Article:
Referred to the Committees on Works and Housing and the Foreign Affairs.
    Mr Speaker 12:28 p.m.
    Item numbered 4(c) -- Minister for Environment, Science, Technology and Innovation.
    Ms Safo 12:28 p.m.
    Mr Speaker, the Hon Minister for Environment, Science, Technology and Innovation is currently out of the jurisdiction and so, I would want to ask for permission for my good self to lay the said Paper on his behalf.
    By the Deputy Majority Leader and Minister at the Office of the President in charge of Procurement (Ms Sarah Adwoa Safo) on behalf of the (Minister for Environment, Science, Technology and Inno- vation) --
    (c)Headquarters Agreement between the Government of the Republic Ghana and the Forum for Agricultural Research in Africa (FARA)
    Referred to the Committee on Environment, Science and Tech- nology.
    Mr Speaker 12:28 p.m.
    Item numbered 4(d) -- Minister for Tourism, Arts and Culture.
    Ms Safo 12:28 p.m.
    Mr Speaker, I beg to seek your permission to lay the said Paper on behalf of the Hon Minister for Tourism, Arts and Culture.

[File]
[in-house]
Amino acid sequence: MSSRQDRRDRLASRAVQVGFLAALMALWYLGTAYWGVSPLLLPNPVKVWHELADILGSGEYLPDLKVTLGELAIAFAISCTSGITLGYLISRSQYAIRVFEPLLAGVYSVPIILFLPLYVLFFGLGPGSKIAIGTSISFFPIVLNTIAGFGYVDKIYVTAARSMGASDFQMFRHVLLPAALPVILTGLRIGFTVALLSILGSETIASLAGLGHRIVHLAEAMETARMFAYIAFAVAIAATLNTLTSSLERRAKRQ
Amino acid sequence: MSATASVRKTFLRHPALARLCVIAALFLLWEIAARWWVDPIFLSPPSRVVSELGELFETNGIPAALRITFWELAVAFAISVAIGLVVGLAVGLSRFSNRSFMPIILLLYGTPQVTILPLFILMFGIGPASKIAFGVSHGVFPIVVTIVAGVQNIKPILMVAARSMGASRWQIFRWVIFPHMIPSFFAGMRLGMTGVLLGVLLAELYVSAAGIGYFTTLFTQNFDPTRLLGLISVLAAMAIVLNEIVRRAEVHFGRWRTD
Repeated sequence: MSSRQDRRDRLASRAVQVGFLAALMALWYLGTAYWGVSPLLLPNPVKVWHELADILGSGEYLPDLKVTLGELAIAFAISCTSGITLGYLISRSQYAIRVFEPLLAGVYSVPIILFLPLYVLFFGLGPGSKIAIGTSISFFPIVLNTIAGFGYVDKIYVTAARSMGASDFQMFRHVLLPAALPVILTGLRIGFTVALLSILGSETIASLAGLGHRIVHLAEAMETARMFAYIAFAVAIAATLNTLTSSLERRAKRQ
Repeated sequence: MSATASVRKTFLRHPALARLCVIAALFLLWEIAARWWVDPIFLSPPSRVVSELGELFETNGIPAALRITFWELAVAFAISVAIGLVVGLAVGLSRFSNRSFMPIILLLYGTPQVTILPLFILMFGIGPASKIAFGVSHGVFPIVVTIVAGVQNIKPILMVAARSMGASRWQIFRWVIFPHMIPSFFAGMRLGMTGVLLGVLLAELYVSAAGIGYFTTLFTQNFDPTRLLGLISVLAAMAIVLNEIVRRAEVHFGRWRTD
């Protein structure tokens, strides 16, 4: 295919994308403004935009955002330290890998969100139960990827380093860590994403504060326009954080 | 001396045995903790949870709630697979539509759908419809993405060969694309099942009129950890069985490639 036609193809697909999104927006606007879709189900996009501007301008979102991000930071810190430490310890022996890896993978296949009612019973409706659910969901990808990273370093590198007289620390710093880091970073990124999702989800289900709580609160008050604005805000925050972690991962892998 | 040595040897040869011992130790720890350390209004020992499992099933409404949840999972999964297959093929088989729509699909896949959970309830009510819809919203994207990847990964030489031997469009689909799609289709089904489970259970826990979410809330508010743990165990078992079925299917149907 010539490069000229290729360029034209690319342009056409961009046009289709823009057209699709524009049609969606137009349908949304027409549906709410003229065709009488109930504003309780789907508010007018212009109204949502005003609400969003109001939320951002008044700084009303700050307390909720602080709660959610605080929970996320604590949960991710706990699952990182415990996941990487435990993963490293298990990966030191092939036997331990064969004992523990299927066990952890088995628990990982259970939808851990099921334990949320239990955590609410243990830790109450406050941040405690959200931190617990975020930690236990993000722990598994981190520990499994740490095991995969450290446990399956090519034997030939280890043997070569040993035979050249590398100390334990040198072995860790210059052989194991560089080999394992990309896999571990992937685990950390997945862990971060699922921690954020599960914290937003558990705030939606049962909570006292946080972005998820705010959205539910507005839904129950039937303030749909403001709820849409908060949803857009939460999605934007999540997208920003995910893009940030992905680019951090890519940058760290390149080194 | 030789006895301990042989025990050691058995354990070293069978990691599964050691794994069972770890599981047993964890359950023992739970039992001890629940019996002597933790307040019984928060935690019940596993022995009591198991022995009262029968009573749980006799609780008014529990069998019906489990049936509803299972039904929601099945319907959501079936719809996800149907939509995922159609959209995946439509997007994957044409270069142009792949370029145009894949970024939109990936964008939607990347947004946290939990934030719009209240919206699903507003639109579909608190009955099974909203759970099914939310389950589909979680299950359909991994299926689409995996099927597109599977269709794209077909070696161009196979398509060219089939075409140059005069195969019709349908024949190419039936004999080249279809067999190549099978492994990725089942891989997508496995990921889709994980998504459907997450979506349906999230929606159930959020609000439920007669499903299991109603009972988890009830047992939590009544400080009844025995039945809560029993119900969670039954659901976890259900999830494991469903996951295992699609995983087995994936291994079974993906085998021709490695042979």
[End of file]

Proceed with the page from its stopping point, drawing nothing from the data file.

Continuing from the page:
Mr Speaker 12:28 p.m.
    Yes, you may.
    By the Deputy Majority Leader and Minister at the Office of the President in charge of Procurement (Ms Sarah Adwoa Safo on behalf of the Minister for Tourism, Arts and Culture) --
    (d) Tourism (Travel Trade Enterprise Registration and Licensing) Regulation, 2019.
    Referred to the Committee on Subsidiary Legislation.
    Mr Iddrisu 12:38 p.m.
    Mr Speaker, I appreciate that the Hon Deputy Majority Leader has had to lay the Paper captured as item 4(d) on the Order Paper on behalf of the Hon Minister for Tourism, Arts and Culture. We have had situations where this is done pursuant to article 11 of the Constitution as the mandatory counting of the days is a constitutional matter.